The internet-age has opened up a wide range of opportunities for small businesses to connect with potential clients at a much lower cost than ever before. With that said, unless you approach digital marketing with some know-how and a clear set of goals, it can become a confusing and expensive exercise.
As a former Head of Digital at an Australian digital marketing agency, I have worked with small start-ups to large blue chip clients. Smaller sized businesses often feel they might not be able to compete with larger clients due to budget constraints, and while this can be true in some areas of digital, it is definitely not the case across the board.
If you have clear goals, reasonable expectations and the right strategy, you can utilise targeting via Search Engines (Google, Bing etc ) and Social Media websites (Facebook, Instagram etc) to specifically target your clients without the need for a large budget.
Outlined below are 5 digital marketing areas that you need to have in place in 2018. These are all things that you can do yourself in-house without the need to spend any money on a freelancer or an agency. However, if you struggle with IT, then I highly recommend speaking with an agency or a freelancer as they can action what you need to be completed in far less time and often to a high standard. Let’s dive in.
1. Set up a Google My Business profile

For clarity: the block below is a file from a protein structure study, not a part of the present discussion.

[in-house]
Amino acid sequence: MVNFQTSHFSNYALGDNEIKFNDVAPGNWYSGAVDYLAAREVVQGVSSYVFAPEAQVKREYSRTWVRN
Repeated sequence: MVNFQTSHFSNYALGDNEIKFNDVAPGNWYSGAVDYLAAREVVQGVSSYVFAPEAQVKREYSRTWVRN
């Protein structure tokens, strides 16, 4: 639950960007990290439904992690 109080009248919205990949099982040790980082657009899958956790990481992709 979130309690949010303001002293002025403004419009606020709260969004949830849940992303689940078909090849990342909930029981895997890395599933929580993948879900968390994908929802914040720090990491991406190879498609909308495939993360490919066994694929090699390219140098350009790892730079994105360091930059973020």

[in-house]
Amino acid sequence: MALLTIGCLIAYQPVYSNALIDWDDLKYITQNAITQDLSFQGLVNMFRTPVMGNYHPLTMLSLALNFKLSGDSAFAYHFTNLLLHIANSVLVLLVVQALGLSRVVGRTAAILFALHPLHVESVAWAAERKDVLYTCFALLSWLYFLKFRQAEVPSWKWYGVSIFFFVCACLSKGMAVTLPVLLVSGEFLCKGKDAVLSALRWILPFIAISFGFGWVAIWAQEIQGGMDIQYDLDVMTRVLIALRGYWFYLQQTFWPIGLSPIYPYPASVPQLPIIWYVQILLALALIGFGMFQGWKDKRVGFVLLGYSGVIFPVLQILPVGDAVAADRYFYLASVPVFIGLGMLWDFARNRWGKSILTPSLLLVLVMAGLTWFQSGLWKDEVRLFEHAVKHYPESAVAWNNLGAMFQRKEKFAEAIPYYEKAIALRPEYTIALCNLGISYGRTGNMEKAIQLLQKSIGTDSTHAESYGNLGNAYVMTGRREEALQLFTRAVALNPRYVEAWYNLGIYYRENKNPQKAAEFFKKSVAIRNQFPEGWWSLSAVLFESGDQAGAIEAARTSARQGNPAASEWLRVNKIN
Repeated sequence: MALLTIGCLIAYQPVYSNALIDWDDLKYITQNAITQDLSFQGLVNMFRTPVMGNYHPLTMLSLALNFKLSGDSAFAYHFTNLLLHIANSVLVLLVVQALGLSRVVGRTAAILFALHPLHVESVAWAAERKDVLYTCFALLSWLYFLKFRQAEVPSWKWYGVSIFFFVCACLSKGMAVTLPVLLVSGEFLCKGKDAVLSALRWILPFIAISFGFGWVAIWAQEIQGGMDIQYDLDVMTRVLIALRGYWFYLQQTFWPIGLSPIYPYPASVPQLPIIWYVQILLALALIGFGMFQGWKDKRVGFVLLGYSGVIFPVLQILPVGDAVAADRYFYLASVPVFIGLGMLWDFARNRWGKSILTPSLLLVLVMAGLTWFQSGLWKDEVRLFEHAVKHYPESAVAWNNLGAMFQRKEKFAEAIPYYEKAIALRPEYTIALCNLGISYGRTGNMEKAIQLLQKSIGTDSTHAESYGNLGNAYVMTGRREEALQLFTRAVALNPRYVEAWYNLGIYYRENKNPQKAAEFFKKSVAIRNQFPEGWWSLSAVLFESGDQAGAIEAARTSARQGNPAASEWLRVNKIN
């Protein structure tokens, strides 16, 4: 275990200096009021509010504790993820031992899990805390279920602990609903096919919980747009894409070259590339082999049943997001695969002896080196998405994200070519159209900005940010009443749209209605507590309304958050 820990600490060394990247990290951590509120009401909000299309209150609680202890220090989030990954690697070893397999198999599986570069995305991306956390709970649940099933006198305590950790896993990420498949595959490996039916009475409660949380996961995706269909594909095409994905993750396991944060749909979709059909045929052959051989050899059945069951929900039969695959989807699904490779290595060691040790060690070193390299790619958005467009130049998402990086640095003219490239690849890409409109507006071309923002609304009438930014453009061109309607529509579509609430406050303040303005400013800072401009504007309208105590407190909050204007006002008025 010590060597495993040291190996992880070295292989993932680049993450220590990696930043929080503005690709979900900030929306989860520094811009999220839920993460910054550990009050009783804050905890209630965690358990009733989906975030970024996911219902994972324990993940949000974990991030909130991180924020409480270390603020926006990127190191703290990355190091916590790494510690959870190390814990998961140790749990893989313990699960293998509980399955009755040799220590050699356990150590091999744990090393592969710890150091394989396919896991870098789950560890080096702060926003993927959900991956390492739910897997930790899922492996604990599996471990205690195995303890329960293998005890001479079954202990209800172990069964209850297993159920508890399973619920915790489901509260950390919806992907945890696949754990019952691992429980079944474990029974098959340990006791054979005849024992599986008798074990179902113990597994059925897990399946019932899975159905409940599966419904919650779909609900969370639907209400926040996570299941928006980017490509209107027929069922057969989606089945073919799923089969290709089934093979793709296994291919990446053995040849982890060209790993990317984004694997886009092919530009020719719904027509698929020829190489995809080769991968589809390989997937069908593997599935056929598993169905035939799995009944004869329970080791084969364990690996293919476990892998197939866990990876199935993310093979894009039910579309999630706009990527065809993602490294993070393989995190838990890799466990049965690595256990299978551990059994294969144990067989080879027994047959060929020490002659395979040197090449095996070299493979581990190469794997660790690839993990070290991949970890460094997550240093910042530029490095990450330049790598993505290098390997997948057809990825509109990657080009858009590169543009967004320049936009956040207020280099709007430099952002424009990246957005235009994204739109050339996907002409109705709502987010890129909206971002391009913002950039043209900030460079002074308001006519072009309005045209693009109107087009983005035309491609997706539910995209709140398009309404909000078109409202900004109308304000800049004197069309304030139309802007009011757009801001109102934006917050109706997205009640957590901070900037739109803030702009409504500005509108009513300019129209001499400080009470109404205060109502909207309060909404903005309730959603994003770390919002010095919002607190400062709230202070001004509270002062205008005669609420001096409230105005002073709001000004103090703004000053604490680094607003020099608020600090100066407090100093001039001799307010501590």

If you have a website (and even if you do not), I would highly recommend creating a listing for your business on Google My Business as this can get you ranking in the ‘local’ maps results with little to no effort. You can outrank big name brands due to your office location and the location of the searcher. It costs nothing and can be a great quick win.
You will need to verify your business often via a postcard pin they send out to you, so ensure
you fill in all your details correctly including website, phone number, office hours, logo etc. The more complete the listing, the more likely Google will show you.
2. Get A Website (and Keep It Updated!)
As we are now in 2018, I do not think there is any business that should not have a website. Of course, there are exceptions to every rule, but a website can be a simple one-page site – think of it as an online business card.
The majority of businesses do understand they need a website and this can be a tricky area for many startups thinking about their budget. You can spend thousands on a website and it all depends on what you require. If you are mindful of budget then I would recommend a solution such as Squarespace (my preference) or Wix.